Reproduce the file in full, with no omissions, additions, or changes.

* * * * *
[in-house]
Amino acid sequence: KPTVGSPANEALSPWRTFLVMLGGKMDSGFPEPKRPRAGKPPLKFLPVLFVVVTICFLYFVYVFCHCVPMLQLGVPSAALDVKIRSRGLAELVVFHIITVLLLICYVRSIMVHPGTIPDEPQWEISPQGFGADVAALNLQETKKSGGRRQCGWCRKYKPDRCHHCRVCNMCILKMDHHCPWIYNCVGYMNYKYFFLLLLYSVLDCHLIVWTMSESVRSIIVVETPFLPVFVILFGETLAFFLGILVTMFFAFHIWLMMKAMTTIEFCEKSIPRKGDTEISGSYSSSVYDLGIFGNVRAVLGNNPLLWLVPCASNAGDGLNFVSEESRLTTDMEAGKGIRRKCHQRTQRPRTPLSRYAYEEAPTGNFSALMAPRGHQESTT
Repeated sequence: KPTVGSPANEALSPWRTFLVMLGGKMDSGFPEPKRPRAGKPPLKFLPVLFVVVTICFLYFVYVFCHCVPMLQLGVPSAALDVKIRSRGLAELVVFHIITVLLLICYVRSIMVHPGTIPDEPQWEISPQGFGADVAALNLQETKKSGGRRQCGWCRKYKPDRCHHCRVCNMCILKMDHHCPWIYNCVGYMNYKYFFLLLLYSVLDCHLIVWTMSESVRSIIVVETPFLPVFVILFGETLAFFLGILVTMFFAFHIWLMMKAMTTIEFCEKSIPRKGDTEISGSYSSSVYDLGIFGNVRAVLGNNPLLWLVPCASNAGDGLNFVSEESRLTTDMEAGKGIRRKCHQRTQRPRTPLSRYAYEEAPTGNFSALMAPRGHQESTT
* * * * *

[in-house]
Amino acid sequence: KPTVGSPANEALSPWRTFLVMLGGKMDSGFPEPKRPRAGKPPLKFLPVLFVVVTICFLYFVYVFCHCVPMLQLGVPSAALDVKIRSRGLAELVVFHIITVLLLICYVRSIMVHPGTIPDEPQWEISPQGFGADVAALNLQETKKSGGRRQCGWCRKYKPDRCHHCRVCNMCILKMDHHCPWIYNCVGYMNYKYFFLLLLYSVLDCHLIVWTMSESVRSIIVVETPFLPVFVILFGETLAFFLGILVTMFFAFHIWLMMKAMTTIEFCEKSIPRKGDTEISGSYSSSVYDLGIFGNVRAVLGNNPLLWLVPCASNAGDGLNFVSEESRLTTDMEAGKGIRRKCHQRTQRPRTPLSRYAYEEAPTGNFSALMAPRGHQESTT
Repeated sequence: KPTVGSPANEALSPWRTFLVMLGGKMDSGFPEPKRPRAGKPPLKFLPVLFVVVTICFLYFVYVFCHCVPMLQLGVPSAALDVKIRSRGLAELVVFHIITVLLLICYVRSIMVHPGTIPDEPQWEISPQGFGADVAALNLQETKKSGGRRQCGWCRKYKPDRCHHCRVCNMCILKMDHHCPWIYNCVGYMNYKYFFLLLLYSVLDCHLIVWTMSESVRSIIVVETPFLPVFVILFGETLAFFLGILVTMFFAFHIWLMMKAMTTIEFCEKSIPRKGDTEISGSYSSSVYDLGIFGNVRAVLGNNPLLWLVPCASNAGDGLNFVSEESRLTTDMEAGKGIRRKCHQRTQRPRTPLSRYAYEEAPTGNFSALMAPRGHQESTT